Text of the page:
Michigan State, for example, has over 115 buildings on campus. The university has an existing building commissioning group that performs energy audits, system adjustments and ongoing monitoring. One recent success has been eliminating excess supply and exhaust air used, particularly in older buildings and labs.

“We are capping off fume hoods that are no longer being used. By taking these out of service, we are saving several thousands of dollars a year per hood,” notes Lynda Boomer, Director of Planning, Design and Construction for MSU Infrastructure Planning and Facilities. “We also have a number of buildings with concrete plenums that we have sealed to eliminate leaks.”

“We’re a heavy research campus with wet bench labs that are ventilation intensive, consuming significant energy to supply fresh air and expel chemical fumes,” Latta adds. “We recently made a switch from fixed ventilation with 10 to 12 exchanges an hour to a lower rate of 4 to 6 exchanges in a number of our labs. We added IAQ sensors in addition to a purge button if an immediate flush is required.”

“Even with fewer air exchanges, we now know when there’s a problem and can respond accordingly,” explains Bill Lakos, Energy Analyst for MSU. “This helps our labs to stay safer while conserving energy.”

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Vargas also notes that effective solutions aren’t always technical, they’re organizational. Many companies have to shift their mindset to make efficiency a consist part of their culture. She offers these three areas to create a framework that will take your efficiency target from paper to reality:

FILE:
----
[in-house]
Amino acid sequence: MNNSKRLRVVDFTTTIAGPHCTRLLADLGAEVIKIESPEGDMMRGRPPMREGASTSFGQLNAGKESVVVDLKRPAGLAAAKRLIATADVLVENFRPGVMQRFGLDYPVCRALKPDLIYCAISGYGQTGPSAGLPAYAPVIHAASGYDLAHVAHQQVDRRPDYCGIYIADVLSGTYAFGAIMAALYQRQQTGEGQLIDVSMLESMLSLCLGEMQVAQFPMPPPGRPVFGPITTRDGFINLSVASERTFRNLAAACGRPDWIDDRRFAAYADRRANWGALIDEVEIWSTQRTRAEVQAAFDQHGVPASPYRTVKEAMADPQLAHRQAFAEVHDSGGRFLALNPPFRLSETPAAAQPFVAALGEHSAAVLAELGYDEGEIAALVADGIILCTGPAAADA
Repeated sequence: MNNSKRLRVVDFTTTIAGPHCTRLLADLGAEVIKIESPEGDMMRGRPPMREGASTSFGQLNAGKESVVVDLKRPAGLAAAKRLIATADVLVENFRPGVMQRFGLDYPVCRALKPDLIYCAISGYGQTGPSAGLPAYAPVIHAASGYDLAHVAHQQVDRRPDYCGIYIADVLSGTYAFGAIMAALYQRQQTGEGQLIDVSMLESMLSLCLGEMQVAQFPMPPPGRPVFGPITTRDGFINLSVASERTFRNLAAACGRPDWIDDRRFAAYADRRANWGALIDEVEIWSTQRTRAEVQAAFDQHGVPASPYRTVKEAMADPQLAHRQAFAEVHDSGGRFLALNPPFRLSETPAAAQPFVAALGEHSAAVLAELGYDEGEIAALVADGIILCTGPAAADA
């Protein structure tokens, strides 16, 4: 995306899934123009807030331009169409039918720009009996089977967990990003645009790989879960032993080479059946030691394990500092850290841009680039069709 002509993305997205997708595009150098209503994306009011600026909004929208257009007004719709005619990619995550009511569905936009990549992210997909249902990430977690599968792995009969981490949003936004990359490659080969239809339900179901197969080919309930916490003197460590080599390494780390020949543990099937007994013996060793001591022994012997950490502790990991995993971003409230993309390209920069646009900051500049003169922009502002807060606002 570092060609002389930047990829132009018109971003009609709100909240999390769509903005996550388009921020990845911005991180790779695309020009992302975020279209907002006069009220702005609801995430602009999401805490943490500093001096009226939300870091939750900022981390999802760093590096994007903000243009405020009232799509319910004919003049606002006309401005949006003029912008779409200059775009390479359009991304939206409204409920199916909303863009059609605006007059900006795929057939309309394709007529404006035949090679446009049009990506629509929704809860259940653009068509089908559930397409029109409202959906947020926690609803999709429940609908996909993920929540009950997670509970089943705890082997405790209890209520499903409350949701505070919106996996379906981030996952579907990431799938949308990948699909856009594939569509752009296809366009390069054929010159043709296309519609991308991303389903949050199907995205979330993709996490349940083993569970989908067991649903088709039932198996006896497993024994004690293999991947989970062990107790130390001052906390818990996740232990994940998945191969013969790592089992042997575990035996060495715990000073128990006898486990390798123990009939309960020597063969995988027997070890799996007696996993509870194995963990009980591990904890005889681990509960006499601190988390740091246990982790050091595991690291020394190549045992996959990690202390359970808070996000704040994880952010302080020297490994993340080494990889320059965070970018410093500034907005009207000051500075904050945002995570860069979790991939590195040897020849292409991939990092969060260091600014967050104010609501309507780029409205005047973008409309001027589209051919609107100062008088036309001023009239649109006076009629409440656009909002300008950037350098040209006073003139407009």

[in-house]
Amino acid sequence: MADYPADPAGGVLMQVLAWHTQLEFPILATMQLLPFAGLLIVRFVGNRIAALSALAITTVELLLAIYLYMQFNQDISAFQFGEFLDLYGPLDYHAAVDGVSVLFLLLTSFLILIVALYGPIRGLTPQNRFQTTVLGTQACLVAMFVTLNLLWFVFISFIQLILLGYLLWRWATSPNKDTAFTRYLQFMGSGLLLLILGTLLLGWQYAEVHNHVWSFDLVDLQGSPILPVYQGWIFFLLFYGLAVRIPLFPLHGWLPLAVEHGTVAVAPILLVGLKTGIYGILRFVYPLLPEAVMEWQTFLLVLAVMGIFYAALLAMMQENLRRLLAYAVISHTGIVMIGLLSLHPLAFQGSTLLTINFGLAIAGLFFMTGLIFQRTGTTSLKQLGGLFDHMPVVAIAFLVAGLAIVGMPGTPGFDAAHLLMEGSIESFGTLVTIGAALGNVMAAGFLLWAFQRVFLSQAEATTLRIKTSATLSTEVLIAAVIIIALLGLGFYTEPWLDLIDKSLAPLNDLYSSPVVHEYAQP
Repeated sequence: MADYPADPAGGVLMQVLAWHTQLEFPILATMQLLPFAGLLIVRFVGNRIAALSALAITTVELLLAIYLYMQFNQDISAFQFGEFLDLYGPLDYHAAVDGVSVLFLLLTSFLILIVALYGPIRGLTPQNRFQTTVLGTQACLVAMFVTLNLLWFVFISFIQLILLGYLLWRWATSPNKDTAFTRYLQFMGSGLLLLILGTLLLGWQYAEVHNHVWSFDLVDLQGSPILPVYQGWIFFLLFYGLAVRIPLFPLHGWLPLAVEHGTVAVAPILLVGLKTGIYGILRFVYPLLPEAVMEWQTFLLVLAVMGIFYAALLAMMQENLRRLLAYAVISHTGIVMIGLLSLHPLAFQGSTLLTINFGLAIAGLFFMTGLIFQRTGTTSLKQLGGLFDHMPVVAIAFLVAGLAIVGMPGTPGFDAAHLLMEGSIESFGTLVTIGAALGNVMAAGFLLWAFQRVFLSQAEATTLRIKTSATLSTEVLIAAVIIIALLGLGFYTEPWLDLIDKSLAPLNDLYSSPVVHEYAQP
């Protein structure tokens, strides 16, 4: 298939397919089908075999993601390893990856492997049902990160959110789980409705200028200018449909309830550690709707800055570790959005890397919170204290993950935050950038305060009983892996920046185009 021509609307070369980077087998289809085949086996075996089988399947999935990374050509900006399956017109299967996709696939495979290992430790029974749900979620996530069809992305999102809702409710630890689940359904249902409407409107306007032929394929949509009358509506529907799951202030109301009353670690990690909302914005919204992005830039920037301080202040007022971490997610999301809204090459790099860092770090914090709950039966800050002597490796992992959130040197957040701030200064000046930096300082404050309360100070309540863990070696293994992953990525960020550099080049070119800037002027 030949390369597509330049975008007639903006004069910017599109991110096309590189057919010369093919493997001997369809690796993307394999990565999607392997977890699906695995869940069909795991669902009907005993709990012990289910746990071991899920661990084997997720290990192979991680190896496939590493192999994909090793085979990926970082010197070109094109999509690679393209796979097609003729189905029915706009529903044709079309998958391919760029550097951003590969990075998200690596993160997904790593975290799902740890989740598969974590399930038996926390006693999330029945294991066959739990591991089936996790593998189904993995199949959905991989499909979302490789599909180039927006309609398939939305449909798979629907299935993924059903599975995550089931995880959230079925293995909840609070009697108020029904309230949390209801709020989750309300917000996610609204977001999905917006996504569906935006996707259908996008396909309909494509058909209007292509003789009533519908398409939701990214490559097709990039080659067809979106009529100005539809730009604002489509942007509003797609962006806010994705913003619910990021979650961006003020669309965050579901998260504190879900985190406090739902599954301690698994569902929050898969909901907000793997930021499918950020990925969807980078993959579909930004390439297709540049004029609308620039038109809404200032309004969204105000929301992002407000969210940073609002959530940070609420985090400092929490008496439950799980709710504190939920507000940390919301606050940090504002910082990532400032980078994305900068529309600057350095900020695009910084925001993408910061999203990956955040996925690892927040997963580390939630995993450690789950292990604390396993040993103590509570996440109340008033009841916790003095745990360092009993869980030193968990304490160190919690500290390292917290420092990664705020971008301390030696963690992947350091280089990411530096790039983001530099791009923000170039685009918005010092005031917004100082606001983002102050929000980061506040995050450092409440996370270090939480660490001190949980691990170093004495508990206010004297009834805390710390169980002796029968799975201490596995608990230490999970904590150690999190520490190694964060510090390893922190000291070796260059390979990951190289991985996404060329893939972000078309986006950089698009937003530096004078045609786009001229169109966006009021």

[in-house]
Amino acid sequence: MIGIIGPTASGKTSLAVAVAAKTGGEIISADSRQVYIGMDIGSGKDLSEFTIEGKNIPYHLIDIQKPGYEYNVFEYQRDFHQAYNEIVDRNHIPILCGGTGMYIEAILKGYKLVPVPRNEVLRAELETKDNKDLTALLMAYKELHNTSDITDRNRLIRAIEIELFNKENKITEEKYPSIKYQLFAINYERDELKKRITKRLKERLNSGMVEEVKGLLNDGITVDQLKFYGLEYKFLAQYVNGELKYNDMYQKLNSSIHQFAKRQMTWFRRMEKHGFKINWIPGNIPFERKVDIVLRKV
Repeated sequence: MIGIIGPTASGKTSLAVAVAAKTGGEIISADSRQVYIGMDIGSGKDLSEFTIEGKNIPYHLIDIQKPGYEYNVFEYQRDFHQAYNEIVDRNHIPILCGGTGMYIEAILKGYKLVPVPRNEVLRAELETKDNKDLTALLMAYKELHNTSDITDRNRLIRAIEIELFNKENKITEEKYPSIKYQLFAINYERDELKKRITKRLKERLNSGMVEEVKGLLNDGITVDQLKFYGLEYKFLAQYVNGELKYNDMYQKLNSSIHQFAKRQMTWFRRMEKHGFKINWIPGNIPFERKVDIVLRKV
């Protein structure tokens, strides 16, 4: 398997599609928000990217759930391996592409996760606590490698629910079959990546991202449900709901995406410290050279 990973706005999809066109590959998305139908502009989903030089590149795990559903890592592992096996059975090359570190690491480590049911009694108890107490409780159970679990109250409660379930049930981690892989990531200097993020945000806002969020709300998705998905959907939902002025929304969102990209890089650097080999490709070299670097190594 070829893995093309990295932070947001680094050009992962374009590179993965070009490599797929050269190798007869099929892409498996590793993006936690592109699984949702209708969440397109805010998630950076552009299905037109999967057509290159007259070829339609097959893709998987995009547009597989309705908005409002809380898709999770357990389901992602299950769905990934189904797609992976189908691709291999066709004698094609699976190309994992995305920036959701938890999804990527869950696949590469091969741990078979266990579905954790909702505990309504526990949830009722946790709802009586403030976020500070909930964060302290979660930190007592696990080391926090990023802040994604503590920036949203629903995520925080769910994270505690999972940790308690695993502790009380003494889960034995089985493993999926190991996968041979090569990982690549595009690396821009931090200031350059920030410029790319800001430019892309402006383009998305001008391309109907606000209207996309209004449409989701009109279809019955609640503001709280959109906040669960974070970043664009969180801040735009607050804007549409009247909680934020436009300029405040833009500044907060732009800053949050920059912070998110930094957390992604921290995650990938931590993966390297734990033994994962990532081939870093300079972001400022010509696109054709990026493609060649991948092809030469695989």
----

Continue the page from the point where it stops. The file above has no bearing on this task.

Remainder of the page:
1) Look beyond technology and implement managerial changes. “For example, Kohl’s brought a member of their CFO team onto the energy team to bridge communications gaps, and the manufacturer Alcoa uses energy efficiency as a metric for compensation,” Vargas adds.

2) Find your energy champion and tap into their people power to move an organization.

3) Learn from others so you can stay on top of new strategies.

MSU stresses that you should partner with the people who use your facilities on a daily basis. Ask them about their likes and grievances with the building. You never know how their observations might help you uncover opportunities.

“Whenever we identify a building for an improvement project, we do a walkthrough with the occupants,” Latta explains. “One lab told us that they were having a problem with the cooling coming on a lot and couldn’t keep the temperature comfortable. One of our engineers went to see if the thermostat was working properly and instead found that a hot plate was positioned directly underneath it. This heat source was the inadvertent cause of the room reading as too warm. We wouldn’t have uncovered this issue without talking to employees. Not only were we able to reduce energy consumption, but it took no money to resolve.”

How to Achieve Long-Term Success